(P) Huawei: Artificial intelligence will help the EU achieve its Farm to Fork sustainable farming strategy
The European Union's Farm to Fork strategy for sustainable farming will require significant investments in digital technologies, including Artificial intelligence (AI), said Abraham Liu, Huawei's Chief Representative to the EU at a recent online conference focusing on Artificial intelligence in farming.
The Farm to Fork strategy, which the European Commission presented on May 20, is central to the European Green Deal. Its main aim is to make food production and consumption sustainable for European citizens.
"Europe needs to seize the opportunities offered by AI in the area of farming. This will involve substantial investments and a regulatory approach creating an open ecosystem," Abraham Liu said.
Connecting, collecting, and analyzing big data will be vital to maximizing efficiency, increasing productivity, and reducing CO2 emissions to meet climate targets, and AI will play an essential role in these.
The new European strategy wants to find innovative solutions to mitigate climate change while helping farmers achieve more productivity and higher yields.
"Connectivity is also very important. Without it, none of the ambitions and policies, including those linked to Sustainable Development Goals and the Farm to Fork strategy, will be possible," added the Huawei representative to the EU institutions.
"Everything flows from Connectivity. With Connectivity comes AI capability – a crucial component of the Farm to Fork Strategy – and with AI comes reduced costs for farmers, improved soil management, a reduction in the use of pesticides, freshwater, and greenhouse gas emissions," Abraham Liu added.
The online debate AI in Farming: making the 'Farm to Fork' agenda a global standard for sustainability?, organized by Public Affairs Bruxelles in partnership with Huawei and supported by GeSI, SMARTKAS and DroneThinkDo brought together policymakers, think tanks and representatives of the agricultural and digital sectors. They discussed the best approaches for supporting the Commission's strategy.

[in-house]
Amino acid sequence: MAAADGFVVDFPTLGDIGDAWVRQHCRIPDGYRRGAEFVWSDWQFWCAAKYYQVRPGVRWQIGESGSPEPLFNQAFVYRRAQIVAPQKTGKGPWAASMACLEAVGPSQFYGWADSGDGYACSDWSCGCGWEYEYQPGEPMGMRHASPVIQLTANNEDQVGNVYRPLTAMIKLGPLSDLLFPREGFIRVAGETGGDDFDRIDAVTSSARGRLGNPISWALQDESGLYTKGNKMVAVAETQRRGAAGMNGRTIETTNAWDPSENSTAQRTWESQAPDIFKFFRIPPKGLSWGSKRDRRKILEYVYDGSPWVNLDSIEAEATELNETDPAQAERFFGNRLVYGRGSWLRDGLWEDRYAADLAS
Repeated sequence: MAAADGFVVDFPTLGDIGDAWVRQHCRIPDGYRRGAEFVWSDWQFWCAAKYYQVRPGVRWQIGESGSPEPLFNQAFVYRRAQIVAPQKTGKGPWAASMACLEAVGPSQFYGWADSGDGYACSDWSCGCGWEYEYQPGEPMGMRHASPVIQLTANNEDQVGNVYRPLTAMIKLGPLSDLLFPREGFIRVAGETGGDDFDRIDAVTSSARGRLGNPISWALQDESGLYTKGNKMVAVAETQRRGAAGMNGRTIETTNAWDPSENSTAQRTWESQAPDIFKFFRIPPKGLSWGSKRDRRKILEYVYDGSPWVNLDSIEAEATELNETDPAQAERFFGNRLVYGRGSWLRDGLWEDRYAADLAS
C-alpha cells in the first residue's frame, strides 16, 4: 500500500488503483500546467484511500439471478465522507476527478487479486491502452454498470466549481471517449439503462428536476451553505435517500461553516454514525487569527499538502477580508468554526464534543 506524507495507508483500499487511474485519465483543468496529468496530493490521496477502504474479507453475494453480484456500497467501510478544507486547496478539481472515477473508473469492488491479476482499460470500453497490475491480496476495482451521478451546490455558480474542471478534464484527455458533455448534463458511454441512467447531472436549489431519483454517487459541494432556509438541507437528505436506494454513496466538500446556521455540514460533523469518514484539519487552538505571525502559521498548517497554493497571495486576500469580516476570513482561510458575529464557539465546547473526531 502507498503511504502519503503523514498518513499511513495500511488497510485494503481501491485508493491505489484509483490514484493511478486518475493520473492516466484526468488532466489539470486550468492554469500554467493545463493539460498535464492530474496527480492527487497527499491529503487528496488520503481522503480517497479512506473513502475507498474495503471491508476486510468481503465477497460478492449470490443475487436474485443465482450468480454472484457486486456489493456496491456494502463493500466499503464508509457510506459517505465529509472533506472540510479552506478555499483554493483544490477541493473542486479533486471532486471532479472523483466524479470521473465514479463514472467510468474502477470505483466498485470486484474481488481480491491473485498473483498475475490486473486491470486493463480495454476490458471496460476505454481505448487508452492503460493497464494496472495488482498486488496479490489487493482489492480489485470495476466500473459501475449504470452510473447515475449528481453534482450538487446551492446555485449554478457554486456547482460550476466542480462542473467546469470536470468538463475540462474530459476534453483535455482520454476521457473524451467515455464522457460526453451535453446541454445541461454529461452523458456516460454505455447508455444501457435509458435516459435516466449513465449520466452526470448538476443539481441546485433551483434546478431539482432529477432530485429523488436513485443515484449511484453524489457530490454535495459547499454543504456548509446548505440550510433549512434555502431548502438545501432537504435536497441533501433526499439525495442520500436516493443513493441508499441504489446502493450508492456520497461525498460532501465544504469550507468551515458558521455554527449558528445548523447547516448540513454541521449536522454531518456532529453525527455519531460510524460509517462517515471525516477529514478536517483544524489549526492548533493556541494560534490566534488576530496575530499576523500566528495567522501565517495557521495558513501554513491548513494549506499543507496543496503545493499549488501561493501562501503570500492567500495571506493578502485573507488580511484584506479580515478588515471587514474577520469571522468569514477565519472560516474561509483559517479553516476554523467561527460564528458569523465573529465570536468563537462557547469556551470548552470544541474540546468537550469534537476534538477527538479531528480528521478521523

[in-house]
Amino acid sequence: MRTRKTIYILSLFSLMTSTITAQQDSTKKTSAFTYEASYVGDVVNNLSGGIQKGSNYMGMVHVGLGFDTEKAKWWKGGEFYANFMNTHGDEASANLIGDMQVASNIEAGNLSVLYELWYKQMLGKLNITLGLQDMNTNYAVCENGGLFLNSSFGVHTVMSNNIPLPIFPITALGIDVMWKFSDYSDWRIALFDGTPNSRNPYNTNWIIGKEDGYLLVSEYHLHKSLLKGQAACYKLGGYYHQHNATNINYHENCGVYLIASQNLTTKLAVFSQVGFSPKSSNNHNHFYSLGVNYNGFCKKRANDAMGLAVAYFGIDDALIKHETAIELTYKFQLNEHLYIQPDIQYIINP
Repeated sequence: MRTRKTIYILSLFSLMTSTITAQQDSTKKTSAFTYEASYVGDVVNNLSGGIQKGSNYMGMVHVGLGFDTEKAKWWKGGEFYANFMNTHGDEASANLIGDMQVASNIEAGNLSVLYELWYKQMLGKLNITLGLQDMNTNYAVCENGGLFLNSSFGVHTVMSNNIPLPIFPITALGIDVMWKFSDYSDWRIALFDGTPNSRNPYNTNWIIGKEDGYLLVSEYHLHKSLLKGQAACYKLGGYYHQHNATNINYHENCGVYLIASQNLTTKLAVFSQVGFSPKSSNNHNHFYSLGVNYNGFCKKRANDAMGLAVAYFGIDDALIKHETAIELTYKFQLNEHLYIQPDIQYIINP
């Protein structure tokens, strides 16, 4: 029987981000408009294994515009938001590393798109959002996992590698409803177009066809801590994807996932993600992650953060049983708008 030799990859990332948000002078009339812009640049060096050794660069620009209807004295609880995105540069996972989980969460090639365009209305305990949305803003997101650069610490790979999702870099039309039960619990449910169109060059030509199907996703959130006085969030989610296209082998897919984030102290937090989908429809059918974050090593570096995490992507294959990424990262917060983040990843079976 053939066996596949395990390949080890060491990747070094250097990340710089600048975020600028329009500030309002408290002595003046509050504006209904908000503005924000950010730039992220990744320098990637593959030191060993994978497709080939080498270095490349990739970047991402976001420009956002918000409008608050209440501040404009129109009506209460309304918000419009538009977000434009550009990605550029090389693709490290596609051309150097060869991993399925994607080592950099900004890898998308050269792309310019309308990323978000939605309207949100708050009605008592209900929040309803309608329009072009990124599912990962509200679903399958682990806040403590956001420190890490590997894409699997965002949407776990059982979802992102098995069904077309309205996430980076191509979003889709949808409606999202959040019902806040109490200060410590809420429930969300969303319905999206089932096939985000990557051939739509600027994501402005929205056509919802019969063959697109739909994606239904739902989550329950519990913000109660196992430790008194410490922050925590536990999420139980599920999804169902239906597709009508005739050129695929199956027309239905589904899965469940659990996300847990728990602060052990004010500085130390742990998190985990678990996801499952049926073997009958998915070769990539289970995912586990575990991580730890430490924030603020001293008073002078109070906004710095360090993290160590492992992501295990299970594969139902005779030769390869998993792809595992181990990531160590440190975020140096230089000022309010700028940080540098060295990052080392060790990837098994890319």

Academia and industry should work together to drive innovation and develop standards, while governments need to invest in training and up-skilling for people. This way, they would play a full role in the economy, and nobody would be left behind, added Abraham Liu.
For Huawei, Artificial Intelligence is at the heart of Everything. "We are investing in open, online learning, to give people the basic skills they need to get employment and bridge the digital skills gap. We are using mobile classrooms to bring digital skills to under-served and remote communities," said Huawei's Liu.
In 2018, using AI and augmented reality, Huawei created StorySign - the world's first literacy platform for deaf children, a free app that translates the text from selected books into sign language. The company is also working on an AI-based device for non-trained professionals to identify children with visual disorders as early as possible. Another app by Huawei called Facing Emotions, allows the visually impaired to "see" the emotion on someone's face by using the rear camera of Huawei's HUAWEI Mate 20 Pro phone and by analyzing their expression using artificial intelligence (AI).
The company has also Huawei has taught its HUAWEI Mate 20 Pro smartphone to compose the third and fourth movements of Schubert's famously 'Unfinished Symphony,' by using the power of Artificial Intelligence.
Huawei's recently announced Ascend family of AI chips would power a full range of AI scenarios for customers and partners. They will provide AI capabilities for public and private clouds, the industrial Internet of Things, consumer devices such as smartphones and wearables, and the edge environments that bring Everything together.
Huawei, a leading global provider of information and communications technology (ICT) infrastructure and smart devices, has more than 194,000 employees and operates in over 170 countries and regions. Founded in 1987, it is a private company fully owned by its employees.
In Europe, Huawei currently employs over 13,300 staff and runs two regional offices and 23 R&D sites. So far, Huawei has established 230 technical cooperation projects and has partnered with over 150 universities across Europe. It offers integrated solutions across four key domains: telecom, IT, smart devices, and cloud services.
Photo source: courtesy of EU Reporter.
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